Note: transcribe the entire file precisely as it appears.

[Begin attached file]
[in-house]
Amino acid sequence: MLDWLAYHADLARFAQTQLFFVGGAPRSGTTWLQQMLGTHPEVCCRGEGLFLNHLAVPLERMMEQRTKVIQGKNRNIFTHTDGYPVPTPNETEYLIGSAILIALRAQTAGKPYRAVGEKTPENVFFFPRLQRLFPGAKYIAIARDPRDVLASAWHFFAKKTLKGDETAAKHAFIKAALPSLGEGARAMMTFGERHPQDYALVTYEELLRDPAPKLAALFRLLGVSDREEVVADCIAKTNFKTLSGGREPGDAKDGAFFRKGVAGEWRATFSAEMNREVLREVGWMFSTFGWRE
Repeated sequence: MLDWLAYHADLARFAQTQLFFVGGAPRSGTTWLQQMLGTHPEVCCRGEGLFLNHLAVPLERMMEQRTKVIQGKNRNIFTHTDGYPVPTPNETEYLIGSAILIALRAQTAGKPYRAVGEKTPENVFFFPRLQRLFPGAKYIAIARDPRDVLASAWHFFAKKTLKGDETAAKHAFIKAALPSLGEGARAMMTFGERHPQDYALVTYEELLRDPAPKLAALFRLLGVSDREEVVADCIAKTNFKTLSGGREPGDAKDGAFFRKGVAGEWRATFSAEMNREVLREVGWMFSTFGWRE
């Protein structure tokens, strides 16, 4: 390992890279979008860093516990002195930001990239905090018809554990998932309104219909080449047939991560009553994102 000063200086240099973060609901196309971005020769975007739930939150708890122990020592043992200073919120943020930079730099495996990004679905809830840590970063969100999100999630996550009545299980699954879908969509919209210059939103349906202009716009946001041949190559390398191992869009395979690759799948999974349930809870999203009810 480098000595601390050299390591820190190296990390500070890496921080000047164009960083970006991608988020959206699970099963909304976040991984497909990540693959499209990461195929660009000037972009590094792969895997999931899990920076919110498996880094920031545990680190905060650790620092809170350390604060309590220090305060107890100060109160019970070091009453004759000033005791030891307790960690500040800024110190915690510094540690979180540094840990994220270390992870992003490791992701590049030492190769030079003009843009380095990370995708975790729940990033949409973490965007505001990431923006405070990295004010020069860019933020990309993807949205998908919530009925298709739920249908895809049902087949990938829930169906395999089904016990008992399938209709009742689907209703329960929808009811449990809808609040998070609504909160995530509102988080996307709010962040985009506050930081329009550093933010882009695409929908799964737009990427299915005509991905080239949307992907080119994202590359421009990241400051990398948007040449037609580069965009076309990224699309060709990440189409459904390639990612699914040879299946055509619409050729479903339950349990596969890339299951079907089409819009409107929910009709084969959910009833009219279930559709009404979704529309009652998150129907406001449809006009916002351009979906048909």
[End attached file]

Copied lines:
[in-house]
Amino acid sequence: MLDWLAYHADLARFAQTQLFFVGGAPRSGTTWLQQMLGTHPEVCCRGEGLFLNHLAVPLERMMEQRTKVIQGKNRNIFTHTDGYPVPTPNETEYLIGSAILIALRAQTAGKPYRAVGEKTPENVFFFPRLQRLFPGAKYIAIARDPRDVLASAWHFFAKKTLKGDETAAKHAFIKAALPSLGEGARAMMTFGERHPQDYALVTYEELLRDPAPKLAALFRLLGVSDREEVVADCIAKTNFKTLSGGREPGDAKDGAFFRKGVAGEWRATFSAEMNREVLREVGWMFSTFGWRE
Repeated sequence: MLDWLAYHADLARFAQTQLFFVGGAPRSGTTWLQQMLGTHPEVCCRGEGLFLNHLAVPLERMMEQRTKVIQGKNRNIFTHTDGYPVPTPNETEYLIGSAILIALRAQTAGKPYRAVGEKTPENVFFFPRLQRLFPGAKYIAIARDPRDVLASAWHFFAKKTLKGDETAAKHAFIKAALPSLGEGARAMMTFGERHPQDYALVTYEELLRDPAPKLAALFRLLGVSDREEVVADCIAKTNFKTLSGGREPGDAKDGAFFRKGVAGEWRATFSAEMNREVLREVGWMFSTFGWRE
């Protein structure tokens, strides 16, 4: 390992890279979008860093516990002195930001990239905090018809554990998932309104219909080449047939991560009553994102 000063200086240099973060609901196309971005020769975007739930939150708890122990020592043992200073919120943020930079730099495996990004679905809830840590970063969100999100999630996550009545299980699954879908969509919209210059939103349906202009716009946001041949190559390398191992869009395979690759799948999974349930809870999203009810 480098000595601390050299390591820190190296990390500070890496921080000047164009960083970006991608988020959206699970099963909304976040991984497909990540693959499209990461195929660009000037972009590094792969895997999931899990920076919110498996880094920031545990680190905060650790620092809170350390604060309590220090305060107890100060109160019970070091009453004759000033005791030891307790960690500040800024110190915690510094540690979180540094840990994220270390992870992003490791992701590049030492190769030079003009843009380095990370995708975790729940990033949409973490965007505001990431923006405070990295004010020069860019933020990309993807949205998908919530009925298709739920249908895809049902087949990938829930169906395999089904016990008992399938209709009742689907209703329960929808009811449990809808609040998070609504909160995530509102988080996307709010962040985009506050930081329009550093933010882009695409929908799964737009990427299915005509991905080239949307992907080119994202590359421009990241400051990398948007040449037609580069965009076309990224699309060709990440189409459904390639990612699914040879299946055509619409050729479903339950349990596969890339299951079907089409819009409107929910009709084969959910009833009219279930559709009404979704529309009652998150129907406001449809006009916002351009979906048909």